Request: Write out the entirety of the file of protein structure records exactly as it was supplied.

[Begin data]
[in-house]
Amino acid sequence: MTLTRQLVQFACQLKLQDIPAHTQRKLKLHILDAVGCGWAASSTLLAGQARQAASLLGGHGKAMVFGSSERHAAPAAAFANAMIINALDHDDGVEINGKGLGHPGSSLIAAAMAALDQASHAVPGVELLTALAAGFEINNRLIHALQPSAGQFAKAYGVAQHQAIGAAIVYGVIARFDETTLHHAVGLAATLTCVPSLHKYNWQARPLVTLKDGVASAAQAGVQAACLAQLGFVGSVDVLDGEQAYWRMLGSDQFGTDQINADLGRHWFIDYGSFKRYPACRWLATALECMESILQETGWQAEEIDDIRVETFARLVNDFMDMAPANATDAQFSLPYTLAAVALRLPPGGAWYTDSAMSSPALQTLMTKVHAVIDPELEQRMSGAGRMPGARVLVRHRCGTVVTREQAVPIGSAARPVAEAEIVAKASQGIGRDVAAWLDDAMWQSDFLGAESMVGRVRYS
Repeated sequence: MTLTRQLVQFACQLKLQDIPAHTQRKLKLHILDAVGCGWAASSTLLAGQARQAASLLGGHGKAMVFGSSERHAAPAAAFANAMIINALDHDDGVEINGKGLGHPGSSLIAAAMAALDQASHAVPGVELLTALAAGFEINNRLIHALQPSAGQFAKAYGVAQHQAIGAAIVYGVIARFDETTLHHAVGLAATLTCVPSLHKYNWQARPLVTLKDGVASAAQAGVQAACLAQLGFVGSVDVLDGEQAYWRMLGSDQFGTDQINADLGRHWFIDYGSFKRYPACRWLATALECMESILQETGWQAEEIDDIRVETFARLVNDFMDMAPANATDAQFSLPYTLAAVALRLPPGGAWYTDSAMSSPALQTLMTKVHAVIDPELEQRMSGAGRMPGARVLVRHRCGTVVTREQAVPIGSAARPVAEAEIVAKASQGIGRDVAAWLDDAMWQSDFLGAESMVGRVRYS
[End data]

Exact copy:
[in-house]
Amino acid sequence: MTLTRQLVQFACQLKLQDIPAHTQRKLKLHILDAVGCGWAASSTLLAGQARQAASLLGGHGKAMVFGSSERHAAPAAAFANAMIINALDHDDGVEINGKGLGHPGSSLIAAAMAALDQASHAVPGVELLTALAAGFEINNRLIHALQPSAGQFAKAYGVAQHQAIGAAIVYGVIARFDETTLHHAVGLAATLTCVPSLHKYNWQARPLVTLKDGVASAAQAGVQAACLAQLGFVGSVDVLDGEQAYWRMLGSDQFGTDQINADLGRHWFIDYGSFKRYPACRWLATALECMESILQETGWQAEEIDDIRVETFARLVNDFMDMAPANATDAQFSLPYTLAAVALRLPPGGAWYTDSAMSSPALQTLMTKVHAVIDPELEQRMSGAGRMPGARVLVRHRCGTVVTREQAVPIGSAARPVAEAEIVAKASQGIGRDVAAWLDDAMWQSDFLGAESMVGRVRYS
Repeated sequence: MTLTRQLVQFACQLKLQDIPAHTQRKLKLHILDAVGCGWAASSTLLAGQARQAASLLGGHGKAMVFGSSERHAAPAAAFANAMIINALDHDDGVEINGKGLGHPGSSLIAAAMAALDQASHAVPGVELLTALAAGFEINNRLIHALQPSAGQFAKAYGVAQHQAIGAAIVYGVIARFDETTLHHAVGLAATLTCVPSLHKYNWQARPLVTLKDGVASAAQAGVQAACLAQLGFVGSVDVLDGEQAYWRMLGSDQFGTDQINADLGRHWFIDYGSFKRYPACRWLATALECMESILQETGWQAEEIDDIRVETFARLVNDFMDMAPANATDAQFSLPYTLAAVALRLPPGGAWYTDSAMSSPALQTLMTKVHAVIDPELEQRMSGAGRMPGARVLVRHRCGTVVTREQAVPIGSAARPVAEAEIVAKASQGIGRDVAAWLDDAMWQSDFLGAESMVGRVRYS